We compare curved ultrawide monitors with standard 16:9 aspect ratio displays and talk about the advantages of ultrawide in gaming, multitasking, and entertainment
Well, that’s a bit of a subjective topic right there. After all, what’s “better”? Monitors in themselves won’t make games better, and since the underlying, core technology of ultrawide and standard ratio monitors is the same (refresh rates, resolutions, HDR, color depth, etc.), the ultrawide factor in itself won’t boost performance. It will, however, quite meaningfully change the way you literally see your gaming.
Within the context of PC gaming, almost all ultrawide monitors these days are curved. However, you may still find the occasional ultrawide, non-curved, non-gaming focused monitor that may prove surprisingly very good for gaming in solid 60Hz. In general, if you want ultrawide improvements to your games, we’d recommend going with a curved model. The main reason to go ultrawide is to increase your field of view and famous “immersion factor”. A curved panel contributes more to that than a simple and flat ultrawide design.
But what’s an ultrawide anyway? Again, this is all relative. Over the last 15 years monitors have largely standardized (just as did TVs) along the 16:9 ratio, giving rise to resolutions like 1920 x 1080, 2560 x 1440, and 3840 x 2160. Compared to 16:9, ratios such as 21:9 and 32:9 are ultrawide. You see, the height of the screen remains the same, it’s the width that gets stretched. So 2560 x 1440 becomes 3440 x 1440, our beloved 3840 x 2160 4K turns into 5120 x 2160 and so forth. What are the benefits of this, you ask?
The most basic and obvious. Unbeknownst to you (probably), your 16:9 monitor or TV actually crop every frame and leave the edges outside. If you want to see those “edges”, you need to pan the camera, i.e. look around. With an ultrawide, your field of view (FOV) is bigger, and you get more with each frame. Less camera movement needed, which is a good thing on many levels. Broadly speaking, a wider FOV gives you an advantage in competitive gaming like multiplayer online shooters because you see more of the arena at any given time than gamers on 16:9 monitors, and it’s not even considered cheating!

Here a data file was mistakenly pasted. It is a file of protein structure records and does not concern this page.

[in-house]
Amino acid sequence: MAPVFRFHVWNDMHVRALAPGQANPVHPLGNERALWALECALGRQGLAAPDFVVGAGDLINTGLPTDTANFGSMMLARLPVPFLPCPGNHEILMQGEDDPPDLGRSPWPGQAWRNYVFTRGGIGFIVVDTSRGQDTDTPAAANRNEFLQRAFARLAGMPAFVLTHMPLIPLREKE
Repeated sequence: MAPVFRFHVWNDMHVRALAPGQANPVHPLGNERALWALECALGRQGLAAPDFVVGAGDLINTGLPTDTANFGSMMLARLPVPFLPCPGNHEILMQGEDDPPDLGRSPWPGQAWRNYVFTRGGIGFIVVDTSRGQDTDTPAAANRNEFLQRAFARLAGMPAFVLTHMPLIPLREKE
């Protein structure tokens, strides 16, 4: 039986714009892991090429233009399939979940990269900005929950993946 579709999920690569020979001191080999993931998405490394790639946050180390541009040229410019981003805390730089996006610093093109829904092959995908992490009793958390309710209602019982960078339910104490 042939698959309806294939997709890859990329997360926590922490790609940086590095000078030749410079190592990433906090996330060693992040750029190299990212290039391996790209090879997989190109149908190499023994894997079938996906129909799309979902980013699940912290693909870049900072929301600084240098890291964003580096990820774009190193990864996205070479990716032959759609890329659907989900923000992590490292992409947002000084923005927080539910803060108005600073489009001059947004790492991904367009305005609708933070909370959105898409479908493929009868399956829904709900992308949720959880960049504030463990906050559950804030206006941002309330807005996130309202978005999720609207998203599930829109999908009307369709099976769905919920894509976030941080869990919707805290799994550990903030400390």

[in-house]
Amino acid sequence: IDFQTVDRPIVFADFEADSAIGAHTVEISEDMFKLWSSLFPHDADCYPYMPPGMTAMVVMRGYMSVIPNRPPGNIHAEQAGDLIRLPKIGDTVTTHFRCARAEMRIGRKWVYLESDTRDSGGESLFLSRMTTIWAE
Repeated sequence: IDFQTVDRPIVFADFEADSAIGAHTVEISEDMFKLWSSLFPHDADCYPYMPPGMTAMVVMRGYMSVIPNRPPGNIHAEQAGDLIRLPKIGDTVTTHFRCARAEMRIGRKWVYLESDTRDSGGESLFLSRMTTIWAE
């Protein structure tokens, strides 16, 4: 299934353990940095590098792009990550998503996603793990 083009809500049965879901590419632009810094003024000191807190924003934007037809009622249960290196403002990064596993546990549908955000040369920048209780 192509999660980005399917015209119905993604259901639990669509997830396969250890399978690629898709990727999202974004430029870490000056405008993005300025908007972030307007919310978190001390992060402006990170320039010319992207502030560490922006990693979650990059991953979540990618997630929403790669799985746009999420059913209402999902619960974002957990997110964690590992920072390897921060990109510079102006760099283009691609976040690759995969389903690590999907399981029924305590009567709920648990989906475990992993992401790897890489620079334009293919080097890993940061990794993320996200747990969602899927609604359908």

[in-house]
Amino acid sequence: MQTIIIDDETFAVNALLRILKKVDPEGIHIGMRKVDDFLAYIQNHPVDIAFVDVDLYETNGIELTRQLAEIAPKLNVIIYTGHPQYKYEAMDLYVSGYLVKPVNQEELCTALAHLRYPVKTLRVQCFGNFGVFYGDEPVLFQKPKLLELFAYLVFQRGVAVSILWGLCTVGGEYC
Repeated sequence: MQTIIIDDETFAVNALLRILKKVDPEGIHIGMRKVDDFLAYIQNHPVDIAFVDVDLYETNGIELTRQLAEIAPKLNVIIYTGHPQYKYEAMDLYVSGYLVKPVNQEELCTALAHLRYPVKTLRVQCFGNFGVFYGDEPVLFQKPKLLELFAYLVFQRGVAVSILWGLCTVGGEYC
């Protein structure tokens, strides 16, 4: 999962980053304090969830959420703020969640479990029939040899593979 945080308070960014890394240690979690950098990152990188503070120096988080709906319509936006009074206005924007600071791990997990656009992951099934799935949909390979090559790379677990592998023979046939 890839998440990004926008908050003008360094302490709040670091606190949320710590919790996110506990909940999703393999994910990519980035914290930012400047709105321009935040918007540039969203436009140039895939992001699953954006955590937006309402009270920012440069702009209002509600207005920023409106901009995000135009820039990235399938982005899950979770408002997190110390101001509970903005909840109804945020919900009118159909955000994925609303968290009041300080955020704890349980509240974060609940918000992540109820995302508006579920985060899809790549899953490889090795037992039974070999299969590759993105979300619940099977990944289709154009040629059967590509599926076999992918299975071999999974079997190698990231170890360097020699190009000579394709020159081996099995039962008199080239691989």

Ultrawides in general give your eyes a surface to look at that’s more in line with the natural way humans see the world. Curved monitors take this and run with it, because they have a sort of depth to them that conforms nicely to the three dimensional, depth-based way our eyes work. Curved monitors simply offer a more, here we go again, immersive gaming experience than flat screens could ever hope to deliver. Not only that, they’re less likely to cause eye fatigue because our eyes don’t need to focus on an artificially flat screen, something they were generally not designed to do.
If we say ultrawide and curved monitors are a more natural way to look at a PC screen you may think we’re being funny, but we’re serious. If you don’t believe us, try it for yourself.
Because ultrawide monitors take established, popular resolutions and stretch them horizontally, they immediately create extra space on your desktop. If you’re a multitasker that has lots of apps open at the same time, or if you simply love having hundreds of icons adorning your desktop, with ultrawides you can have even more.
And the best part of this is that ultrawide resolutions give you more pixels than their 16:9 counterparts, but not enough to overburden graphics cards. If you have a QHD (2560 x 1440) GPU, it won’t have any problem running games in 3440 x 1440, but the image quality will be noticeably sharper. The same with 4K, where 5120 x 2160 isn’t enough of a boost to stifle a GPU, but it’s enough extra pixels to make a neat difference.
Also most likely unbeknownst to you, most movies are made in a 2.35:1 aspect ratio. We won’t get into what that means here, but suffice it to say in PC monitor terms that’s 21:9! Whether streaming or watching the Blu-ray, those movies will have black top and bottom bars on a 16:9 display, unless you select zoom, which will detract from image quality. An ultrawide will present them in their native ratio, with no black bars, as the movie will fill the entire screen.
Minor con might be the slight price premium over 16:9 monitors, but these days the gap is narrowing quickly. A more pressing concern is compatibility of game titles with ultrawide resolutions. As of this writing in mid-2021, a surprising number of major releases still don’t offer ultrawide resolution support. And then you get titles that support ultrawide in-game, but not in cutscene cinematics. This creates all sorts of strange occurrences, but compatibility is improving as ultrawide and curved monitors become more popular. If you choose an ultrawide monitor, be ready to check each game for compatibility before buying.
One important point is that consoles at this time completely overlook ultrawide resolutions and offer zero support for ultrawide monitors, so please save yourself the heartache if consoles are your main gaming platform.
Beyond the obviously ultrawide screen (sorry, couldn’t help it), just look at the BenQ EX3415R. Not to brag, but that one’s pretty much perfect. It has a 144Hz IPS panel with amazing colors, 1ms response, a nice 1900R curvature, FreeSync, and powerful treVolo sound. If you’re going with an ultrawide for gaming, we’d really suggest not settling for 60Hz, which shouldn’t be a problem because nearly all curved displays are faster than that now.
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